- Idli is a typical South Indian savory cake but very popular across the country. Most often eaten at breakfast or as a snack, Idlis are usually eaten with sauces and curries, sprinkled with spices, or eaten just as is.
- The discovery of this famous South Indian delicacy is ambiguous with both Karnataka and Tamil Nadu laying claim to its invention. Some historians place the origin in Indonesia which has a long history of inventing fermented foods.
- These round-shaped delicacies are formed by steaming a fermented combination of rice and lentils and have a slightly sour taste. The usual accompaniments to Idli are sambar and coconut chutney though it is known to also be eaten with a variety of curries and sauces.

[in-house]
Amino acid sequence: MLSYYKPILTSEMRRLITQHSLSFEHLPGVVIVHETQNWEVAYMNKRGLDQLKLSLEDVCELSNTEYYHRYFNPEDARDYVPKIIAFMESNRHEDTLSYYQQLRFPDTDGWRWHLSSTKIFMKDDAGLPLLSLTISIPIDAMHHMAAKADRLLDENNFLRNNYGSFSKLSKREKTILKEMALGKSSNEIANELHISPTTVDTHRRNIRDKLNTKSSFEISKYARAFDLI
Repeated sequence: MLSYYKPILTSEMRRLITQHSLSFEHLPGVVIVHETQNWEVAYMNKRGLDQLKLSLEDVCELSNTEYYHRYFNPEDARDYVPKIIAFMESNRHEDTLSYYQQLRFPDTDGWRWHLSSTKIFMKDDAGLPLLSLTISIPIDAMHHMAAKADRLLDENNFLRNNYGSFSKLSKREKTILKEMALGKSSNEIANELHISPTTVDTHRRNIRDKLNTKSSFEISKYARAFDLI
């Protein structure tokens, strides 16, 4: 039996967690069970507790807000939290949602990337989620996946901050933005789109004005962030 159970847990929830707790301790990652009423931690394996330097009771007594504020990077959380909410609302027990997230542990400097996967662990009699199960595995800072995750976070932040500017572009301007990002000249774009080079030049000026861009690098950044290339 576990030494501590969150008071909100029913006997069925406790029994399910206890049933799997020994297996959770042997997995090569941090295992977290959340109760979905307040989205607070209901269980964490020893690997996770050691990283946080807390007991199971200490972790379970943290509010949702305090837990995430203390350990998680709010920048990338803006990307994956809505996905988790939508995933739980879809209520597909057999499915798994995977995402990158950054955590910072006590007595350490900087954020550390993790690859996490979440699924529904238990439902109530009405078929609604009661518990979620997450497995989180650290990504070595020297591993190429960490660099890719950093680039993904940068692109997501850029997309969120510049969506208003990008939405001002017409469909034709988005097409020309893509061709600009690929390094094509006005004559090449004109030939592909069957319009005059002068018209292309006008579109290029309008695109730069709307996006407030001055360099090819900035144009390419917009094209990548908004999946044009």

- Idlis are made from two parts rice and one part fermented dehusked black lentils (white urad daal). Lentils are washed and soaked overnight to encourage fermentation. The rice and the daal are ground separately to different consistencies and then mixed together to form the Idli batter that is then fermented overnight.
- Idlis are a great source of carbohydrates and proteins. The fermentation process increases the bioavailability of proteins and enhances the vitamin B content of the food. As it is steamed, fat content is low and makes Idlis easily digestible and easy on the stomach.